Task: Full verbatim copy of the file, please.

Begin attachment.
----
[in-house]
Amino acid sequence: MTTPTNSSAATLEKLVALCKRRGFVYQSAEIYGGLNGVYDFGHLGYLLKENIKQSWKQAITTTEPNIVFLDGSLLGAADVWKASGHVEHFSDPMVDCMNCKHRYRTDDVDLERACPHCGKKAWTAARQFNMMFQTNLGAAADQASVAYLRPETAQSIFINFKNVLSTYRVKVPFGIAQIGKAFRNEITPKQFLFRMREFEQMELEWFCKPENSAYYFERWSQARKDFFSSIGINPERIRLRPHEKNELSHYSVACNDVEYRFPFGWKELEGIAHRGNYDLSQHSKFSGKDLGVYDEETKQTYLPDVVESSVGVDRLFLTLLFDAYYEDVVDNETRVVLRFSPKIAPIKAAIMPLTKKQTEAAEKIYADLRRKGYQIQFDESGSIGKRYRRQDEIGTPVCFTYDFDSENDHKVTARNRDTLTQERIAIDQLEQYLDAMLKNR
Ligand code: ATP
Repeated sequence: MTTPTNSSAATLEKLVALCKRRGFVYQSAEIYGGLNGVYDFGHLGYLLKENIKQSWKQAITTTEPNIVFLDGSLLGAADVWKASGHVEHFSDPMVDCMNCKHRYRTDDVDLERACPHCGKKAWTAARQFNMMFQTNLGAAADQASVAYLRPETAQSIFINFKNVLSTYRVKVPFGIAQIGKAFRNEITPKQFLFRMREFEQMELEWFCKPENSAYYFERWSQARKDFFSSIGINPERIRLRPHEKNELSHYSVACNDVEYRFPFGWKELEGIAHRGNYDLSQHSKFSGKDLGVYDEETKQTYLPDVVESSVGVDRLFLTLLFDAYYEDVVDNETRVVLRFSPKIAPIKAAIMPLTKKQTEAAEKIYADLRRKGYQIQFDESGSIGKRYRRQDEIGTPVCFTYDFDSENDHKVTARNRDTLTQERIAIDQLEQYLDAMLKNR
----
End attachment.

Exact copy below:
[in-house]
Amino acid sequence: MTTPTNSSAATLEKLVALCKRRGFVYQSAEIYGGLNGVYDFGHLGYLLKENIKQSWKQAITTTEPNIVFLDGSLLGAADVWKASGHVEHFSDPMVDCMNCKHRYRTDDVDLERACPHCGKKAWTAARQFNMMFQTNLGAAADQASVAYLRPETAQSIFINFKNVLSTYRVKVPFGIAQIGKAFRNEITPKQFLFRMREFEQMELEWFCKPENSAYYFERWSQARKDFFSSIGINPERIRLRPHEKNELSHYSVACNDVEYRFPFGWKELEGIAHRGNYDLSQHSKFSGKDLGVYDEETKQTYLPDVVESSVGVDRLFLTLLFDAYYEDVVDNETRVVLRFSPKIAPIKAAIMPLTKKQTEAAEKIYADLRRKGYQIQFDESGSIGKRYRRQDEIGTPVCFTYDFDSENDHKVTARNRDTLTQERIAIDQLEQYLDAMLKNR
Ligand code: ATP
Repeated sequence: MTTPTNSSAATLEKLVALCKRRGFVYQSAEIYGGLNGVYDFGHLGYLLKENIKQSWKQAITTTEPNIVFLDGSLLGAADVWKASGHVEHFSDPMVDCMNCKHRYRTDDVDLERACPHCGKKAWTAARQFNMMFQTNLGAAADQASVAYLRPETAQSIFINFKNVLSTYRVKVPFGIAQIGKAFRNEITPKQFLFRMREFEQMELEWFCKPENSAYYFERWSQARKDFFSSIGINPERIRLRPHEKNELSHYSVACNDVEYRFPFGWKELEGIAHRGNYDLSQHSKFSGKDLGVYDEETKQTYLPDVVESSVGVDRLFLTLLFDAYYEDVVDNETRVVLRFSPKIAPIKAAIMPLTKKQTEAAEKIYADLRRKGYQIQFDESGSIGKRYRRQDEIGTPVCFTYDFDSENDHKVTARNRDTLTQERIAIDQLEQYLDAMLKNR